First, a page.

August 13, 2007
Check out Dennis G. Jerz’s excellent article about Adventure‘s cave and Adventure‘s code, (link updated) now out in the second number of Digital Humanities Quarterly and already trumpeted in Boing Boing.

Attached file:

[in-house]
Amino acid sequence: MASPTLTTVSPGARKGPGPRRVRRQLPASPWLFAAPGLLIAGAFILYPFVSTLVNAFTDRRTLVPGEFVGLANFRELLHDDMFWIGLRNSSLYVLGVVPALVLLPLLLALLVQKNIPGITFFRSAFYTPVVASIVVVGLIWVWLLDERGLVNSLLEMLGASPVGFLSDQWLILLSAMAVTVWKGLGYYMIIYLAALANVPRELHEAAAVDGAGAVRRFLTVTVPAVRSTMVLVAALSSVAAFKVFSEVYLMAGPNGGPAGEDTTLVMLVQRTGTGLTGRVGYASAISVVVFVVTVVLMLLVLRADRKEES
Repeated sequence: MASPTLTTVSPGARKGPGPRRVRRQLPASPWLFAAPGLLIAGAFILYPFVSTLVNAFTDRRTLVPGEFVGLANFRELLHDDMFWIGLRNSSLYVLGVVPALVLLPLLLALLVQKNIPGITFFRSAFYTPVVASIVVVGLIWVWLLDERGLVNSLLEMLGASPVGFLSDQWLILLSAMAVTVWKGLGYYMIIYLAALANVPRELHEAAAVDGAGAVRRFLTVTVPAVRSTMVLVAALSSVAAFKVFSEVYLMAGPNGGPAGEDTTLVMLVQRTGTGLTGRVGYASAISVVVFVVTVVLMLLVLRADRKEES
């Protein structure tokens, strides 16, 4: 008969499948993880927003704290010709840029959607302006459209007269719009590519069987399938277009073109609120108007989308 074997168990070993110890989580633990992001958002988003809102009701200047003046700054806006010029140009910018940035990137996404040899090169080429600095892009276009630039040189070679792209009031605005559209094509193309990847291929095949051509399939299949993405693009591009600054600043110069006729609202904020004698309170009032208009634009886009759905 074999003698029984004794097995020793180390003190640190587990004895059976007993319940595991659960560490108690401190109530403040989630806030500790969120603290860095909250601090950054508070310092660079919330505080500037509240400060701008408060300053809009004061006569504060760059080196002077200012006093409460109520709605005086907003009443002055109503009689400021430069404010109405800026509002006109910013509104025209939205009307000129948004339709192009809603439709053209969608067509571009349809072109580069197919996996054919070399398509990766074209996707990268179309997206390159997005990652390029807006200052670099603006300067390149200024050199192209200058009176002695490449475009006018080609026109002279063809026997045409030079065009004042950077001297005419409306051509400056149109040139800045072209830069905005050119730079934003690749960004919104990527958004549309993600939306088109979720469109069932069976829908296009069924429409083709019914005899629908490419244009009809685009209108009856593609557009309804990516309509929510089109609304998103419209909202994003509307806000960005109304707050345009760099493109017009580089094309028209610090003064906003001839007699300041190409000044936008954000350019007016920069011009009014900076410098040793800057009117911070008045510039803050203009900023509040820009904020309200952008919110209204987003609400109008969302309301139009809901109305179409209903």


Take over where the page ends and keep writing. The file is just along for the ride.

The photos provide a nice hook and make a strong argument that it’s worthwhile looking at the real places digital works represent. These places are often not what we’d expect, and the differences can tell us something interesting about the places in question, or perhaps about our imaginations. Beyond the photos and the texts they correspond to, there is also some very nice analysis of the subculture of caving in this piece, and some compelling description of how it can be used to read the spaces and artifacts of the first text adventure. Finally, Jerz not only went to the earthy source of all interactive fiction cave-games; he took a parallel journey into Adventure‘s source code, uncovering a great deal about the remote collaboration between Crowther and Woods. Overall, there’s plenty for IF fans and digital humanists to explore, and treasures to find.